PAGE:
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biyalan

Thoughts on starting up again?

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biyalan

I was wondering if anyone had thoughts on starting active study after a period of "hiatus". In particular, I'm looking for strategies for resuming study when you already have a strong intermediate foundation. I don't want to study in a way that's boring and wastes time by going back to square one, but I also don't want to jump into the deep end and get discouraged/drown. 

 

For some specifics about my situation: I've been studying Chinese for a decently long time, but at this point it's been 4ish months since I've been actively studying and 2.5ish years since I've had any formal instruction. I have Anki decks going back some 8 years, all of my old textbooks, and of course access to lots of native language material via the internet/my university library. My primary goal right now is to get up to a decent reading level for native materials (and even scholarly texts yikes), with listening, speaking, and writing all being sort of second tier but still important. At peak competency, I could make my way through some Lu Xun and some other early 20th century authors and hold a decent conversation about what I'd read (somewhere part way through Chinese Literature and Society for anyone familiar with the textbooks from Princeton Press). I'd say that I'm decent with grammar and that getting a sufficiently large vocabulary has been my stumbling block (shocker, I know). 

 

I'm stuck with a bit of a chicken and egg dilemma - start reviewing old vocabulary to prepare myself to read again, or jump into reading in order to refresh my vocabulary? My anki decks have (unsurprisingly) accrued an enormous number of reviews, but I don't know that it's a good idea to delete and start over again, since some of the vocabulary I really do know quite well still. All of my decks are set to both recognize and recall, which made sense when I was using them to prepare for class, but is sort of a high bar to clear when jumping in after a long time away.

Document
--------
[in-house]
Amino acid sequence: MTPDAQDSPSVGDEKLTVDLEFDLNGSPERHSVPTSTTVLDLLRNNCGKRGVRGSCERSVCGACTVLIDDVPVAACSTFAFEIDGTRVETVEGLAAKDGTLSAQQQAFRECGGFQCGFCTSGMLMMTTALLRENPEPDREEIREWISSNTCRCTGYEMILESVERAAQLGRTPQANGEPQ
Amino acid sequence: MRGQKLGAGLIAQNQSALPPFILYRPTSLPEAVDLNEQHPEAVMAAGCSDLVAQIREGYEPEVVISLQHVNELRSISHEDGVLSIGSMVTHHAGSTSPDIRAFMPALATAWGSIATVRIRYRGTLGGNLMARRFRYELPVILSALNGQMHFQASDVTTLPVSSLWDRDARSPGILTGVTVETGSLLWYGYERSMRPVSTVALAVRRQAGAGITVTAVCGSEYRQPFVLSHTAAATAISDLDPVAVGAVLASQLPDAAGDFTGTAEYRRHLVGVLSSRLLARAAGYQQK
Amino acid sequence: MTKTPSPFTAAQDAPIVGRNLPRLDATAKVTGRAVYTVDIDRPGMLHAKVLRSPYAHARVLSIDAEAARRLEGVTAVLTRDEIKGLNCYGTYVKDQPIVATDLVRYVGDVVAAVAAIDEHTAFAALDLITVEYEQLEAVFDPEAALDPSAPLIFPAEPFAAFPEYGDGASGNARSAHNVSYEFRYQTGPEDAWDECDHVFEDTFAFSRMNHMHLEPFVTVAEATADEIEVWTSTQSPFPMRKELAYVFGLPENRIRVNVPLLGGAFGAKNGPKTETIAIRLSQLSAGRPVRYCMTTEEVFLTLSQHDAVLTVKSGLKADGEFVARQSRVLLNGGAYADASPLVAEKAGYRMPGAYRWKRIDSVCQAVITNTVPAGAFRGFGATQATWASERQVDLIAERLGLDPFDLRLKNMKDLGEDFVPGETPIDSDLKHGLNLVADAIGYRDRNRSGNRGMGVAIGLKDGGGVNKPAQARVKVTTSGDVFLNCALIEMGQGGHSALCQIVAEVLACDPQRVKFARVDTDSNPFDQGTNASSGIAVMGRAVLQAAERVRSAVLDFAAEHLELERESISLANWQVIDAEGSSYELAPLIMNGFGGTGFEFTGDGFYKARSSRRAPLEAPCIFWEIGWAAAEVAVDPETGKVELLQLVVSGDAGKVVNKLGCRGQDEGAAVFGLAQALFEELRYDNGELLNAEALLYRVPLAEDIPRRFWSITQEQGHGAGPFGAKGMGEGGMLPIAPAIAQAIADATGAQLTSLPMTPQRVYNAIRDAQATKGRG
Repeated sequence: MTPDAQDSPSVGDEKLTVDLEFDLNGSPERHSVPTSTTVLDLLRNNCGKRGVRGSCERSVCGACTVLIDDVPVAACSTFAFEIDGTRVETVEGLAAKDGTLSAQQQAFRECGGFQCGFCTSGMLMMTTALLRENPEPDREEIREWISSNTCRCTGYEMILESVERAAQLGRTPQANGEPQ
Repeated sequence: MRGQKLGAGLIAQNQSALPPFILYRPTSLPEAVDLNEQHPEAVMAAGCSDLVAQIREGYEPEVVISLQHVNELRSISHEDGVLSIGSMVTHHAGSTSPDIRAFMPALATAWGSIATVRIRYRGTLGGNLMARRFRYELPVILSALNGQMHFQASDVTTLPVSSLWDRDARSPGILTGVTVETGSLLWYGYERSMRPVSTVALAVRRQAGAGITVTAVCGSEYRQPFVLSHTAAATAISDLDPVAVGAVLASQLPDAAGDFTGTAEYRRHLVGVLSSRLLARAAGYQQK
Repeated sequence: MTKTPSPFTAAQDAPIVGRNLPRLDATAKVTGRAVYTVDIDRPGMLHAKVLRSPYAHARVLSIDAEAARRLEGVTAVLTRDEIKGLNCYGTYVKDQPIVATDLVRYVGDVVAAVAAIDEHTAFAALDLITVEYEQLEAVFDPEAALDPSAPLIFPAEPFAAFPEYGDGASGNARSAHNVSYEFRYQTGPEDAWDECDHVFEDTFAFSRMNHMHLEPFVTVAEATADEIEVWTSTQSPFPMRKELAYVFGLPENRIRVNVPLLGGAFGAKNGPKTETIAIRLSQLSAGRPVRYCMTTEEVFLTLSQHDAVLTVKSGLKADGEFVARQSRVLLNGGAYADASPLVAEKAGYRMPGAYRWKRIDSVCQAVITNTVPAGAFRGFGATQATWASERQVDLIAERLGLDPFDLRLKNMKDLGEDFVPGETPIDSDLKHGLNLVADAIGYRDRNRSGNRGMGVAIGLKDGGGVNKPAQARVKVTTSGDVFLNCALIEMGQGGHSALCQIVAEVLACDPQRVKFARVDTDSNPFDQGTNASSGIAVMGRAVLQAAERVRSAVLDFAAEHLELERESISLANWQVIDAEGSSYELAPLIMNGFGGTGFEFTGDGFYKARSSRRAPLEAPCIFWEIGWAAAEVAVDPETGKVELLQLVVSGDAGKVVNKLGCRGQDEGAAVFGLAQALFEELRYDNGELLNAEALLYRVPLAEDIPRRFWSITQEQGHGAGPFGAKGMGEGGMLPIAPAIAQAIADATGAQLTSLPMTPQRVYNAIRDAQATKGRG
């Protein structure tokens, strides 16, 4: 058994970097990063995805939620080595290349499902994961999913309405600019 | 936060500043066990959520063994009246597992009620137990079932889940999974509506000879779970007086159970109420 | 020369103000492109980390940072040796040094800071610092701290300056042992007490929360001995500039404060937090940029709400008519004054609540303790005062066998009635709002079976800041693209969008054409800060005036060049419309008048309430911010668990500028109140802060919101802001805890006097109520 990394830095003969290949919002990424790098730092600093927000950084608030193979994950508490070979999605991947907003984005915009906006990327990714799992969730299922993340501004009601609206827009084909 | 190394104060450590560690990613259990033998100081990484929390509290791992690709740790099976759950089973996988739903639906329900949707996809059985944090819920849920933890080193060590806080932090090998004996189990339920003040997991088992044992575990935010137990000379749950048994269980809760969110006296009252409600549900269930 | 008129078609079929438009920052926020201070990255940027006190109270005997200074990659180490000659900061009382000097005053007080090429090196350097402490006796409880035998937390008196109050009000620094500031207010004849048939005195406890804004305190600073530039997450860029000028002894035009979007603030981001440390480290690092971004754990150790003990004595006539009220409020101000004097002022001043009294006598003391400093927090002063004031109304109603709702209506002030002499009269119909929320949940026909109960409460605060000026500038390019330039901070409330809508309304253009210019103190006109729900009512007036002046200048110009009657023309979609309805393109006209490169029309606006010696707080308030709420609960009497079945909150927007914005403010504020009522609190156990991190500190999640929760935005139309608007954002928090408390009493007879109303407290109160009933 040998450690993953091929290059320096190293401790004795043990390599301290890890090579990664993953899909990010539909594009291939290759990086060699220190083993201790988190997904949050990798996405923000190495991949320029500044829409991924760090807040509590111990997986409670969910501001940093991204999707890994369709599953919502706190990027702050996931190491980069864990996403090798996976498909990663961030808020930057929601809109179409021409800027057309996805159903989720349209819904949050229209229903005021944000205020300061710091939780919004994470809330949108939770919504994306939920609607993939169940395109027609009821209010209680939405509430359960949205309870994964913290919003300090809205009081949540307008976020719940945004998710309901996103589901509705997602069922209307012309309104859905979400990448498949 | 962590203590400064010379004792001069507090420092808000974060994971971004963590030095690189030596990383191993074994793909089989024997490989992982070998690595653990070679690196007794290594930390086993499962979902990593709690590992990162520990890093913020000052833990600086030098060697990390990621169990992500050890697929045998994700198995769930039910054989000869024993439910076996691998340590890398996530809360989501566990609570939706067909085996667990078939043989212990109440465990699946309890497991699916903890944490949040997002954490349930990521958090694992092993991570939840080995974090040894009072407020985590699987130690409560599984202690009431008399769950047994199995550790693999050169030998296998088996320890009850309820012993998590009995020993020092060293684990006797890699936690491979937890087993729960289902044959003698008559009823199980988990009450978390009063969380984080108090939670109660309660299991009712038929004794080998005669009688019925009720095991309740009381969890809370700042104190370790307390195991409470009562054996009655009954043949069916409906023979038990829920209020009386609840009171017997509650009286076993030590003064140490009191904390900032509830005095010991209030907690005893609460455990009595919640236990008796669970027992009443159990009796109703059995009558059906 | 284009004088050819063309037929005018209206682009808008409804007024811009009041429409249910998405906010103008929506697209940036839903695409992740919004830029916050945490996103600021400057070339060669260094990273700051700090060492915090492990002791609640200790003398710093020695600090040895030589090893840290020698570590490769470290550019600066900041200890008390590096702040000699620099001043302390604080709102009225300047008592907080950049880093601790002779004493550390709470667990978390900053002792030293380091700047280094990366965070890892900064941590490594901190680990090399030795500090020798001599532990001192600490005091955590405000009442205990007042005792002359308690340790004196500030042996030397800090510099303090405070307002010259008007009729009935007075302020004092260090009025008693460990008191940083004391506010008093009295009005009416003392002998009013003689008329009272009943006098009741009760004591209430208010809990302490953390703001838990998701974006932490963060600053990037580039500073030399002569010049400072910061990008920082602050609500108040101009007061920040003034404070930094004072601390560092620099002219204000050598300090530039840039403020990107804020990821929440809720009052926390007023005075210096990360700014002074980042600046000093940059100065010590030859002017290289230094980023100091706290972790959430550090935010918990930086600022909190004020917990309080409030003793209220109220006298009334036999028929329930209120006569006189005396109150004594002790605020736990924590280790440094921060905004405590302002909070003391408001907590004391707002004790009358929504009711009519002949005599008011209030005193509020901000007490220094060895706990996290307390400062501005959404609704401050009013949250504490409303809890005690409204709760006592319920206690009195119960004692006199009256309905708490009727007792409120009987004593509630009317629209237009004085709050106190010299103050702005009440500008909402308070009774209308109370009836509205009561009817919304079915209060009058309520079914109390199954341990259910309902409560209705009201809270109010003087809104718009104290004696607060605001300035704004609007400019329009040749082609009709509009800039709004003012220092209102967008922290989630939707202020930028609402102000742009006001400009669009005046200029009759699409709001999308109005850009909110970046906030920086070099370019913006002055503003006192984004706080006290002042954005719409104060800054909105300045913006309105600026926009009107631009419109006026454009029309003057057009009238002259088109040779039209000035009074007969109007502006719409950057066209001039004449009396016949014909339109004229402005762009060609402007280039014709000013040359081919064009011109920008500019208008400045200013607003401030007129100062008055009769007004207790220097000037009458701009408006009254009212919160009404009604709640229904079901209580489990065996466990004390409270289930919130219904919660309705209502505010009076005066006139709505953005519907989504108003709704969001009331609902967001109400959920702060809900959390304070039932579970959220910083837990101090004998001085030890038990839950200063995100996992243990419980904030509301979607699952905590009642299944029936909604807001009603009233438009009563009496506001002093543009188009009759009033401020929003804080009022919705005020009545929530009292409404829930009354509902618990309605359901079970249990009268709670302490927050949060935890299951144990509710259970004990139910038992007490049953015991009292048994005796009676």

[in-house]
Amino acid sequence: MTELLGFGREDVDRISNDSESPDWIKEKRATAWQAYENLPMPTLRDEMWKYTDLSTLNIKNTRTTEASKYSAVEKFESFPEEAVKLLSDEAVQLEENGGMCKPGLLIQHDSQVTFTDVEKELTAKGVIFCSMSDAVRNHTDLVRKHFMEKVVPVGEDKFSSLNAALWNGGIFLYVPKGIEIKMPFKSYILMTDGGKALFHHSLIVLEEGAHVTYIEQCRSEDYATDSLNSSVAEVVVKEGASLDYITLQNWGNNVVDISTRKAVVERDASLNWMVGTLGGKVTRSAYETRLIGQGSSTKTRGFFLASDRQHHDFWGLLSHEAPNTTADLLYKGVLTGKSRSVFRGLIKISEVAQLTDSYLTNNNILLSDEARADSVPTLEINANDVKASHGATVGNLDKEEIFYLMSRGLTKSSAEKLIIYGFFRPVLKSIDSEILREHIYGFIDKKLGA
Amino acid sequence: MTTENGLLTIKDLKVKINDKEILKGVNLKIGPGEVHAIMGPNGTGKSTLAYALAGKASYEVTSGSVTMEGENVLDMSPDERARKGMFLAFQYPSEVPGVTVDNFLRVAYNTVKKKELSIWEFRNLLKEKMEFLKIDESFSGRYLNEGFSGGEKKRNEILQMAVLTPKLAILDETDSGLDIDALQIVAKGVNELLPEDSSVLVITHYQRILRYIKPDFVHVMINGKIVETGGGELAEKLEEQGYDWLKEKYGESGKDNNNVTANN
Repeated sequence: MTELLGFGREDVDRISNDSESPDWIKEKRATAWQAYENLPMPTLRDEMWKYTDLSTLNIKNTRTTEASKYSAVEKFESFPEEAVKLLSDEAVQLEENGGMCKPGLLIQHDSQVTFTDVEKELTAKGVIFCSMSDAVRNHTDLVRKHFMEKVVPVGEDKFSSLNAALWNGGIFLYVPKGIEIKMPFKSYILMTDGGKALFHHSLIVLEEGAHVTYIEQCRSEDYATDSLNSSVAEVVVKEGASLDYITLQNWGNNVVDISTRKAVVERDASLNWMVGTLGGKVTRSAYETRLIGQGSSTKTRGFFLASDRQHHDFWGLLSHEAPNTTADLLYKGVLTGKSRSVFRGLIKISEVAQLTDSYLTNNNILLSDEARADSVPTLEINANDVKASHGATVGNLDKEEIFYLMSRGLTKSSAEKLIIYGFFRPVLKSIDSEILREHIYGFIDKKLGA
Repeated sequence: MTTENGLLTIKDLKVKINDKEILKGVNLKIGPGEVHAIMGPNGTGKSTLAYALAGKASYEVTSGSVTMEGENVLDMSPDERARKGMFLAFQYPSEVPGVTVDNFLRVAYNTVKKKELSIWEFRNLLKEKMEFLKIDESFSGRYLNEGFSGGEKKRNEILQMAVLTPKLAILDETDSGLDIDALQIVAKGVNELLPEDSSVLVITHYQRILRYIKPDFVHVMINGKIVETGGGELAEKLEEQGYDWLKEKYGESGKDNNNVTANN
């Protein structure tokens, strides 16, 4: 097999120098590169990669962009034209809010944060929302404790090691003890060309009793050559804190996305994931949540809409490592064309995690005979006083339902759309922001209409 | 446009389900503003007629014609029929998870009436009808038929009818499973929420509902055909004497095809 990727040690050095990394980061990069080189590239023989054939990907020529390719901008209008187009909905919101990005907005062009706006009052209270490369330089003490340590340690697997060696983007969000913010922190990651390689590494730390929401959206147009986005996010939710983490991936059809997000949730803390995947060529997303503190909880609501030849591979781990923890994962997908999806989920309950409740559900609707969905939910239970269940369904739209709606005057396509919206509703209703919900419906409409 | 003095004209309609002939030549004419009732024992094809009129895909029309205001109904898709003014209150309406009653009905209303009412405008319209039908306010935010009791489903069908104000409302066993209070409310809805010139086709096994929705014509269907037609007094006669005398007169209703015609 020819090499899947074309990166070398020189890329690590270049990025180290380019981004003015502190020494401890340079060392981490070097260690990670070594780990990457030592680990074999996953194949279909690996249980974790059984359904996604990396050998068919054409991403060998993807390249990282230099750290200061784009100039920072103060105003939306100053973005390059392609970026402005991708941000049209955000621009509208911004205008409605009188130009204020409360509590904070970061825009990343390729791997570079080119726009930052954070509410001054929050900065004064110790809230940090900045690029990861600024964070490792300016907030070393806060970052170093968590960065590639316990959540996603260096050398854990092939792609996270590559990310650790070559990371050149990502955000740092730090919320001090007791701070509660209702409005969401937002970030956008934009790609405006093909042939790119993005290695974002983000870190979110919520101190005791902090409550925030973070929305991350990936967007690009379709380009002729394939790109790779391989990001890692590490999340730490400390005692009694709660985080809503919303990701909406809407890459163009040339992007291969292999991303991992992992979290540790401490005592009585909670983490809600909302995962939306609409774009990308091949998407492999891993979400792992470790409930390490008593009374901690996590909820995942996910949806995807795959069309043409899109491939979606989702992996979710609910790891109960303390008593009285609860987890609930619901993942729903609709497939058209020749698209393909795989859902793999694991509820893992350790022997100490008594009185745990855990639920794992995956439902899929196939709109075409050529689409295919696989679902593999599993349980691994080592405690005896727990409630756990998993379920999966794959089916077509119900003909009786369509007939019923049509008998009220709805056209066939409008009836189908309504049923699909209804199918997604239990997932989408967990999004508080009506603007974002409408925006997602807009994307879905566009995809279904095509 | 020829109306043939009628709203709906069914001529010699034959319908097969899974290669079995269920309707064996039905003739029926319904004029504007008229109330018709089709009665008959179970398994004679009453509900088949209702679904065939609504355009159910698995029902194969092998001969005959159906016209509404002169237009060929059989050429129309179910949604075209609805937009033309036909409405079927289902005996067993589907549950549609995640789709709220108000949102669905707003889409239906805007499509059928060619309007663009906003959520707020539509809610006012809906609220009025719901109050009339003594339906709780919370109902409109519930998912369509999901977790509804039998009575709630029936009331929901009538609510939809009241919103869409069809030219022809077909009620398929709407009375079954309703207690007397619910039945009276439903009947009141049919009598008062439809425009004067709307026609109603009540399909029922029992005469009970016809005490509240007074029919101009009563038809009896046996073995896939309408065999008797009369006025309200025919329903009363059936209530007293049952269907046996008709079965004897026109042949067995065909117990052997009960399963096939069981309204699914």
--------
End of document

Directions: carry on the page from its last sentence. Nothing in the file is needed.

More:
I'm sure this is a pretty common situation, so feel free to point me to existing threads - I poked around but couldn't find anything. Any and all thoughts/advice/commiseration are appreciated!

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Shelley

Having thought about it for awhile, I think I would start where I left off. I would just look things up I had forgotten, practice a bit more to start with, so an intensive first 2 weeks maybe, depends on how it goes, you may find it all floods back and after a week you are back in the swing of it or it might take longer, but eventually I think you would start moving forward with new material.

 

I'd say just start,  considering what you say you could do, I think you will surprise yourself.

 

 

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li3wei1

I'd agree with Shelley. I had a hiatus of more like 10 years, more even, and when I got back into it a lot came flooding back. Pick up anything, start reading. If it's too hard, look for something easier. If it's too easy, save it for when you're tired. If it's just right, keep going, and you'll find yourself improving rapidly.

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Publius

I agree with imron. Just delete them. SRS is a tool. Don't be a slave to a tool. Unless you're an android, deleting a digital file won't affect your memory. You can and should start wherever you want and rebuild your vocabulary.